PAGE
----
Robert Halfon: I’m not a lockdown sceptic. But I am a “school-down” sceptic – and fear for the impact of these closures.

27 Jan

Robert Halfon is MP for Harlow, a former Conservative Party Deputy Chairman, Chair of the Education Select Committee and President of Conservative Workers and Trade Unionists.

Media speculation in recent days has suggested that pupils may not be back into the classroom until after Easter. This is despite the previous indication that schools and colleges would reopen after the February half-term, when Lockdown III was announced on January 4.

To be clear, I am not a lockdown sceptic. In fact, I voted for all the Government measures to control the virus. However, I am a “school-down” sceptic. I worry enormously about the impact that prolonged school closures will have on the mental health, social development, academic attainment and safeguarding of children.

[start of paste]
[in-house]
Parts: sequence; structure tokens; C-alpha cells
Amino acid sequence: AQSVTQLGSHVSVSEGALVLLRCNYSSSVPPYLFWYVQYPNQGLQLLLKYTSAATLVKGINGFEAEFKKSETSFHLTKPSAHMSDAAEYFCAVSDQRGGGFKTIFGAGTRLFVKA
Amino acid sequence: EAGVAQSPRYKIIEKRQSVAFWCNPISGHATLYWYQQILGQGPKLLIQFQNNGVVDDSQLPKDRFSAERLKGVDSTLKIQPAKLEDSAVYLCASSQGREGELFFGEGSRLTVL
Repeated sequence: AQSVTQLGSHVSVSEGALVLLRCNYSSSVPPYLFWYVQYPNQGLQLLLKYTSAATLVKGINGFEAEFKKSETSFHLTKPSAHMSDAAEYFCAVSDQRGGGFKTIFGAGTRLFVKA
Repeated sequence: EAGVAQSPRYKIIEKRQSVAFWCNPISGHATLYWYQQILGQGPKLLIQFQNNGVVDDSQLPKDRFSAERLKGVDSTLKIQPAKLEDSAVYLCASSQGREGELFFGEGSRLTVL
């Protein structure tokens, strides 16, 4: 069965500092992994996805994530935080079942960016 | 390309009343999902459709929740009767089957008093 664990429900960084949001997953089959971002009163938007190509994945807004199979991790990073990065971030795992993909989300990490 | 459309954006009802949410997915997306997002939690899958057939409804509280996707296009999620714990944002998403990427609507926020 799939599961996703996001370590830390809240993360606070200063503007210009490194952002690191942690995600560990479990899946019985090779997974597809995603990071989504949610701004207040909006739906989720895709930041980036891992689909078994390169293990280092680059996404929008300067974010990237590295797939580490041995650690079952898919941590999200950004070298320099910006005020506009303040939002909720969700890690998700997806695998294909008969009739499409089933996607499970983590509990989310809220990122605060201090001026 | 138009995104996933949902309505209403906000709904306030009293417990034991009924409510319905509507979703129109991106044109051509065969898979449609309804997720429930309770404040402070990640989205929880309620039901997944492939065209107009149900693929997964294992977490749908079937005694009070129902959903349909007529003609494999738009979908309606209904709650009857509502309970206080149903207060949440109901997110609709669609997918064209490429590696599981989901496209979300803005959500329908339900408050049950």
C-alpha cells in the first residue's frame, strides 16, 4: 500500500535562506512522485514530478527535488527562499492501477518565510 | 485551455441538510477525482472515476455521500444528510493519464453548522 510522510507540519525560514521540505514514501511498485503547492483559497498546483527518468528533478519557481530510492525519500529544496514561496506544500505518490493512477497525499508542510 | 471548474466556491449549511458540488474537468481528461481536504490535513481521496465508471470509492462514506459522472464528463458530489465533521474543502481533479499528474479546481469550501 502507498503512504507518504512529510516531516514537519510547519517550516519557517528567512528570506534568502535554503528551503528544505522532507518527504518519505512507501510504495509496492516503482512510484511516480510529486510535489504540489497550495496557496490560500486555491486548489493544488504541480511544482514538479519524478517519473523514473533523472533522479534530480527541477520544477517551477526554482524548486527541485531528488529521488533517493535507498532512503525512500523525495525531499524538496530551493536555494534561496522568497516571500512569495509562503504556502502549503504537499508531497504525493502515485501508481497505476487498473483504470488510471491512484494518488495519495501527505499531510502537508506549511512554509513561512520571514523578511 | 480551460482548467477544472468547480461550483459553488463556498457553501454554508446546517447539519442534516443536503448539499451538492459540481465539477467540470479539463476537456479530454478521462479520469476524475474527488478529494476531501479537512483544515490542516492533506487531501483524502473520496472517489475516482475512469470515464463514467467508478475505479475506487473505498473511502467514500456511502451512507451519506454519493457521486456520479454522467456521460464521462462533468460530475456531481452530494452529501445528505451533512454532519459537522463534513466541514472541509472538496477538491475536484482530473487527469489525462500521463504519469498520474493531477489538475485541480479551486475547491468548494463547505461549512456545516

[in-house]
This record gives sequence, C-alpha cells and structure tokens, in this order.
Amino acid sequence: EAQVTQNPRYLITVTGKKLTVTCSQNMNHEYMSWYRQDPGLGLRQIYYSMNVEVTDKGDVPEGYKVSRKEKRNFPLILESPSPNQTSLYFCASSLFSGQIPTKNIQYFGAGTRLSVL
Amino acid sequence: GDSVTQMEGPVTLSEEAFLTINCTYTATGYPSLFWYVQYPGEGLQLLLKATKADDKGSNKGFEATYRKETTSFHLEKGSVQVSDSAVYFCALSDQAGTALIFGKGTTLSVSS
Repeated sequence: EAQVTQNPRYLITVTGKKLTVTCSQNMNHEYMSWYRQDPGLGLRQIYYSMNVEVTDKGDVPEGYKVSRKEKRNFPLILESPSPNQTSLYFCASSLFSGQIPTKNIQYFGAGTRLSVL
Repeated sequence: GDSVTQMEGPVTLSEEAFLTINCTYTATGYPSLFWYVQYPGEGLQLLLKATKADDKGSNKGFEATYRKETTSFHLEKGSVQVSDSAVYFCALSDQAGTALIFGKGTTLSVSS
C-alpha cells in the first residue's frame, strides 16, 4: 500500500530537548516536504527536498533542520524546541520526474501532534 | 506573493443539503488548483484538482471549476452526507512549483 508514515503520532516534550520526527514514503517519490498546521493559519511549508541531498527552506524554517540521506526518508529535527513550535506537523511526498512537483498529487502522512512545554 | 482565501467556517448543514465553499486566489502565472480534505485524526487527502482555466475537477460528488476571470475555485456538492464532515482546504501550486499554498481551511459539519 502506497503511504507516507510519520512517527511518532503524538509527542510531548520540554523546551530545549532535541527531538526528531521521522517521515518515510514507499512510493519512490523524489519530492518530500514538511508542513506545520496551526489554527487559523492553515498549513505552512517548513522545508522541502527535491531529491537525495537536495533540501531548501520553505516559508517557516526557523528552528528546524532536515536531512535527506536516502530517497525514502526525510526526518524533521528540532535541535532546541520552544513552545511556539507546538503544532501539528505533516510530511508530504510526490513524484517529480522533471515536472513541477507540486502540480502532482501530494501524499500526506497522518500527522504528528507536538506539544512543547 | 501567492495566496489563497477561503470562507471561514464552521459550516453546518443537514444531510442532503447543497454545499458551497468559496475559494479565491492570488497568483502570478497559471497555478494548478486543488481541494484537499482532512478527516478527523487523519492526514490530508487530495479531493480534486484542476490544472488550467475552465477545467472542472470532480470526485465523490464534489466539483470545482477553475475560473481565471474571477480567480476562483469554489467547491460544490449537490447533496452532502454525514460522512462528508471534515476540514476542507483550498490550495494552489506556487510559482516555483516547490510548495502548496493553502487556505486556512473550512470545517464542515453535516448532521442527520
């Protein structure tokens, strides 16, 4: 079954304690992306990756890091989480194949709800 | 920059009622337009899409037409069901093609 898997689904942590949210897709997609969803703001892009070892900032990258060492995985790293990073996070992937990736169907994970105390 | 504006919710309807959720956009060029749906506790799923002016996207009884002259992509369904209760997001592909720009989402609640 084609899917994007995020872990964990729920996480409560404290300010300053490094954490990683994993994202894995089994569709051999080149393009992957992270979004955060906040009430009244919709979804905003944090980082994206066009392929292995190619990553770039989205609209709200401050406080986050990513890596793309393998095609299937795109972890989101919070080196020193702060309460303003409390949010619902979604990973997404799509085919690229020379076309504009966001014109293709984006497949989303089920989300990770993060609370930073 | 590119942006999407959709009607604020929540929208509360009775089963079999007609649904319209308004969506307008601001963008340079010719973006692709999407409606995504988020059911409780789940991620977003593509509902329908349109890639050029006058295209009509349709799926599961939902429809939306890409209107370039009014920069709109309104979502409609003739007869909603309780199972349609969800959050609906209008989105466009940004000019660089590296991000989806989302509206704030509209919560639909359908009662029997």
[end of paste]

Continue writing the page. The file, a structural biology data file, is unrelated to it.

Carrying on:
The Times this week published a letter from leading clinicians and paediatricians, warning that: “Anxiety, depression and self-harm are all at frightening levels” among our young people, and that: “Parents are showing signs of psychological stress and even breakdown as a result of the pressures of trying to home-school their children and sustain their jobs and businesses”.

At the end of December, Dr Karen Street, an Officer for Mental Health at the RSPCH, wrote about the harrowing 400 per cent increase in eating disorders among young people, in part due to school closures and social isolation.

Mental health is inextricably linked to children’s ability to learn and their attainment outcomes. The Department for Education’s own pre-pandemic study found that pupils’ wellbeing also predicted their later academic progression. For example, children with better wellbeing at age seven had a value-added key stage two score 2.46 points higher (equivalent to more than one term’s progress) than pupils with poorer wellbeing.

We know that education inequalities have been exacerbated by the pandemic. The IFS’s New Year Message report stated that “a long-term consequence of the pandemic will be to halt, or even reverse” the closing of the attainment gap.

So now, more than ever, children need to be in the right headspace to learn.